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In response to structural and social divides between athletes and non-athletes, the Student Athlete Advisory Council created a new committee this semester to connect athletic teams and non-athletic organizations on campus.
SAAC comprises five committees, including the newly formed Athletic Outreach committee. The council seeks to provide varsity athletes “a substantial role in the overall policy-formation process regarding relevant and current issues in Harvard Athletics and the Ivy League,” according to GoCrimson.com.
The council is currently working to bring together athletes and non-athletes through initiatives like student-athlete newsletters and student-athlete profiles, according to co-chair of the Athletic Outreach committee Olivia M. Ostrover ’20.
“Too often, student-athletes and students will not meaningfully interact during their time together at Harvard,” Ostrover wrote in an email. “We’ve always known there was a divide between student-athletes and students, but rather than just accept it, we are taking the necessary steps to change it.”
The committee also hopes to organize structured ways for varsity teams to support non-athletic organizations and vice versa. For example, a musical group may perform at a sporting event, and in turn, the athletic team may attend one of the musical group’s shows, according to SAAC Co-President Madison Earle ’20.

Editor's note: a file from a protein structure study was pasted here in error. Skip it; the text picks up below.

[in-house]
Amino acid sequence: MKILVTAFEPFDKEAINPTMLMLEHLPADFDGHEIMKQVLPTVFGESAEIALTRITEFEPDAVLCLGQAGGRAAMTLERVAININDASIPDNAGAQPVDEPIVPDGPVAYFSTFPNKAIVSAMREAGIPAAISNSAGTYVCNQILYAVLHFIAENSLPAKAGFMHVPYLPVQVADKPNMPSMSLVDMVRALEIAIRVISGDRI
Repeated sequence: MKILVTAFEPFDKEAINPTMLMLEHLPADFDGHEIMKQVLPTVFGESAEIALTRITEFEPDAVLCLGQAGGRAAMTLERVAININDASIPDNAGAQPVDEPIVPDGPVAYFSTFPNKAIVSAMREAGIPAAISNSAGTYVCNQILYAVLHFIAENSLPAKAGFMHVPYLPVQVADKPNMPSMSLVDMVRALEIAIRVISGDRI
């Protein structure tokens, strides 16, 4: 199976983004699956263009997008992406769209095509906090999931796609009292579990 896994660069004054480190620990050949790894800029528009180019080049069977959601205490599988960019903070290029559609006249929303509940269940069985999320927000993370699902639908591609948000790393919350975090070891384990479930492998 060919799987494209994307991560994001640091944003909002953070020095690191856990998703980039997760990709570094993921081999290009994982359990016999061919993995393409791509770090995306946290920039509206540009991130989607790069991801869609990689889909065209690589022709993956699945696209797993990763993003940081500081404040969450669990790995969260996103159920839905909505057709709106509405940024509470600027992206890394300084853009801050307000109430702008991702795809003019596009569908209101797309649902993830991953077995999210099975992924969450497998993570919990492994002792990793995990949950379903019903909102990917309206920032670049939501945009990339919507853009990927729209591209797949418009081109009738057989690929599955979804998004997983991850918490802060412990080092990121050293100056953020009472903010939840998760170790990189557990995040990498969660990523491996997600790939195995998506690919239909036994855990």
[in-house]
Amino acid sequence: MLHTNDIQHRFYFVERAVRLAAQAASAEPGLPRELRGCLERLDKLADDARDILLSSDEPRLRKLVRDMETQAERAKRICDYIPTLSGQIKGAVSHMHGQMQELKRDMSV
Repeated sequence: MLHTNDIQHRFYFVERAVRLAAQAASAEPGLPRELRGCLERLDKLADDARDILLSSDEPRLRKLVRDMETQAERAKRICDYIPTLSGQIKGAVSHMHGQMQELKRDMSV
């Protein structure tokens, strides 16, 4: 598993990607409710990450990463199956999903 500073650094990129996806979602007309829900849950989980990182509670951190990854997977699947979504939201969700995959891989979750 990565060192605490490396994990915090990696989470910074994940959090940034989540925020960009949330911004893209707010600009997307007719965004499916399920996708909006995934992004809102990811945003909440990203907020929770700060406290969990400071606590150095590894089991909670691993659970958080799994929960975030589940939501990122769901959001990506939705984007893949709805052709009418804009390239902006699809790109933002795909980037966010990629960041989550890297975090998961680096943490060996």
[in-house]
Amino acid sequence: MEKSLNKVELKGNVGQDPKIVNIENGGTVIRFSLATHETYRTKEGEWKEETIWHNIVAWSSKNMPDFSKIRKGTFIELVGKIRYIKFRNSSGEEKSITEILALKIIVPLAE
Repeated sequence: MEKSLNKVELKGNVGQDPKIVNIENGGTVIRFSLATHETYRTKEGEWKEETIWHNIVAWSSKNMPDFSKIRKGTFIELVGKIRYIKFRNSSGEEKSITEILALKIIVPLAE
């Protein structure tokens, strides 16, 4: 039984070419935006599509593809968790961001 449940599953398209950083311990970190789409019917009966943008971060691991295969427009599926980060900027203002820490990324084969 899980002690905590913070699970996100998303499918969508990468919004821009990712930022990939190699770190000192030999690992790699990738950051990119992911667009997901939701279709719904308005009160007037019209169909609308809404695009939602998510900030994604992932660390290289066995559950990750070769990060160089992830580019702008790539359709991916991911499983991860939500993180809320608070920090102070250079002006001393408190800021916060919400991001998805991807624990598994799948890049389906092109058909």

‘We need to generate more school spirit around athletics, dance, the arts, and everything and anything associated with Harvard and the incredible people that comprise it,” Ostrover said. “That is a collective effort, and a goal we can only achieve together.”
Athletics Director Robert L. Scalise has recently spoken about the structural isolation some student-athletes face on campus. He said the College’s schedule forces athletes to associate with other athletes, isolating them.
Men’s volleyball player Adam Gordon ’21, who serves as his team’s SAAC representative, said that he hopes the new committee will increase awareness about athletics on campus and combat stereotypes that student-athletes often face.
“This committee was created in response to [these issues], as a way to address them and make our presence a little larger outside of the actual athletics and competing,” he said. “Giving back to the school in some way [will] show that we rightfully earned our position on the team at the school and that we have every right to be here as much as any student.”
Faculty athletics representative and former Dean of Freshmen Thomas A. Dingman ’67 said in an interview last month that structural issues that cause student-athlete isolation can potentially detract from their academic experience. He said administrative action can work to address this problem.
“There are some practical things we can do,” Dingman said. “We can look at the shuttle schedule to get people back [from the athletics facilities] more. We can look at when classes are offered.”
The student-athlete experience is a topic the ongoing study of the Athletics Department should address, Dingman said. The review would allow an “objective third party” to weigh in on the issue, according to Dingman.
Outside consulting firm Mercer is conducting the review, which was first announced last month by Dean of the Faculty of Arts and Science Claudine Gay. Scalise and other top administrators including Dean of the College Rakesh Khurana are on the advisory committee overseeing the study, which will include input from students and staff.
—Staff writer Devin B. Srivastava can be reached at email@example.com.
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